What must be stressed in this context is the sharp distinction between an individual in whose favour there stands a leave Order as against a person where no such Order is in existence, but whose only right is one of appeal. This is amply demonstrated in the evidence of Mr. Kershaw himself, who points out that in a further judicial review application he obtained leave from the High Court (Peart J.) on the 10th February, 2014, to challenge the validity of the convictions recorded against him in the previous October, and in January of that year. As part of this Order the learned High Court judge, as he then was, saw fit to apply the provisions of O. 84 of the RSC and, accordingly, as and from that date there stood in favour of the Appellant a further stay on the convictions as mentioned. That decision of Peart J. and the decision of the Supreme Court in April, 2013 are fully provided for in domestic legislation: accordingly, no grounds have been advanced to challenge the stay process which took place in this case.
The Appellant argues that he has been irremediably prejudiced by the delays which have occurred. Between leave being set aside and the hearing of the appeal, he has been convicted pursuant to the legislation he sought to impugn, resulting in heavy fines and a disqualification from driving for ten years. However, as I have pointed out, he is challenging the validity of such convictions and has secured a stay on the execution steps until these judicial review proceedings have been determined. Therefore, there is available to him a means, which he has availed of, by which any injustice can be remedied, if so found to exist. He also claims that as a result of this delay he has been denied access to the Courts and fair procedures. For the reasons above given, I do not accept any of these points. As I will show in a moment, the Appellant’s challenge to the constitutionality of the legislation under which he has subsequently been convicted had no prospect of success and is and was always bound to fail.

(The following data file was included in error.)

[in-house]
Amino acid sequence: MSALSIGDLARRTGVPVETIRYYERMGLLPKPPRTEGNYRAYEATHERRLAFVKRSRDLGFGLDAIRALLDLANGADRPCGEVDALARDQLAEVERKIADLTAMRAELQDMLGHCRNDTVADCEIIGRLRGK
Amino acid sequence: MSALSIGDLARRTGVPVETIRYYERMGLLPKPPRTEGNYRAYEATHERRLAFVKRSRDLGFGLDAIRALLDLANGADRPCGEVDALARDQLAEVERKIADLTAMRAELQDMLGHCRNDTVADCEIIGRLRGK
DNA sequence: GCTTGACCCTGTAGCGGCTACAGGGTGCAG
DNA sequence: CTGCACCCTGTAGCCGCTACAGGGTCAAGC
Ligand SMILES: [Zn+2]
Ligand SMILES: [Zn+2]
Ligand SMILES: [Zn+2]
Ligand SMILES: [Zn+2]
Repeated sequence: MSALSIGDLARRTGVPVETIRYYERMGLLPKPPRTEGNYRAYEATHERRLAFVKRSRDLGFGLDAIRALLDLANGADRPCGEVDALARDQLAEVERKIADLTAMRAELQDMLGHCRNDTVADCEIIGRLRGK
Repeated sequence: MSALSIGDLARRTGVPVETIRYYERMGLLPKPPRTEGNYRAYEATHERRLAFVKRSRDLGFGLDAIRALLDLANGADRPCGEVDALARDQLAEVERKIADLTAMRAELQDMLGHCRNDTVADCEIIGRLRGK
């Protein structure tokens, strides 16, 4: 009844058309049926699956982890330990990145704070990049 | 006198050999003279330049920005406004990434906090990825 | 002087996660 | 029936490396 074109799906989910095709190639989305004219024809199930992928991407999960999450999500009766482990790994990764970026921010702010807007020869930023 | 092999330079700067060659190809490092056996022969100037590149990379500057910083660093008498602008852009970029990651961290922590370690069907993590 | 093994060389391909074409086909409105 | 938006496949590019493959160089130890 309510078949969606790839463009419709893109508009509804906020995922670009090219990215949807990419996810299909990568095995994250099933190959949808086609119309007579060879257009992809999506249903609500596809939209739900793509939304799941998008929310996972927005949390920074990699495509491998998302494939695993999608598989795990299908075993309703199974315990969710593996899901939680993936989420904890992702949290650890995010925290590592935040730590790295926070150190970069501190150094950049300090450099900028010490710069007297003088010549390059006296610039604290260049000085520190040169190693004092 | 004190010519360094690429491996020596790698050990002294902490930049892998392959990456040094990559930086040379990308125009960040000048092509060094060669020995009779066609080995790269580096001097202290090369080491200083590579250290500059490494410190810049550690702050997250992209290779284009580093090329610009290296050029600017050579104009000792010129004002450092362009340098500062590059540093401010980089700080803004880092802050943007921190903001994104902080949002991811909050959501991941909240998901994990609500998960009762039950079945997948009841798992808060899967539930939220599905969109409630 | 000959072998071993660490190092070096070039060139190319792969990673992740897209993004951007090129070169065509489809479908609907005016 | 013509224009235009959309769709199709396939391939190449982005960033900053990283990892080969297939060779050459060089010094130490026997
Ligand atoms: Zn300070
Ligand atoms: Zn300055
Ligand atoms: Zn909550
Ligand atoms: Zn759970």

The Appellant objects to his being misquoted or selectively quoted by Hedigan J. and the Respondents; he claims that this has given the impression that his fear is that all members of the gardaí may seek to assault him, when in fact his argument relates only to abusive members. Perhaps this judgment will reassure Mr. Kershaw that the nature of his complaint has not been misunderstood; in addition, however, this general characterisation of his complaint against Hedigan J. is perhaps overstated. From the totality of the decision of the trial judge it is abundantly clear that he was fully aware of the case as made. This point does not give rise to an arguable ground of appeal. Furthermore, the Appellant argues that Hedigan J. erred in failing to mention in his judgment that Peart J. had granted the Appellant leave to challenge Article 6(2) of the 1991 Regulations. I am satisfied that this could not be described as an error on the part of Hedigan J. It is clear that his comments in relation to the Appellant’s case applied to the challenge to Article 6(2) of the 1991 Regulations as well as to section 3 of the Road Traffic Act 2002.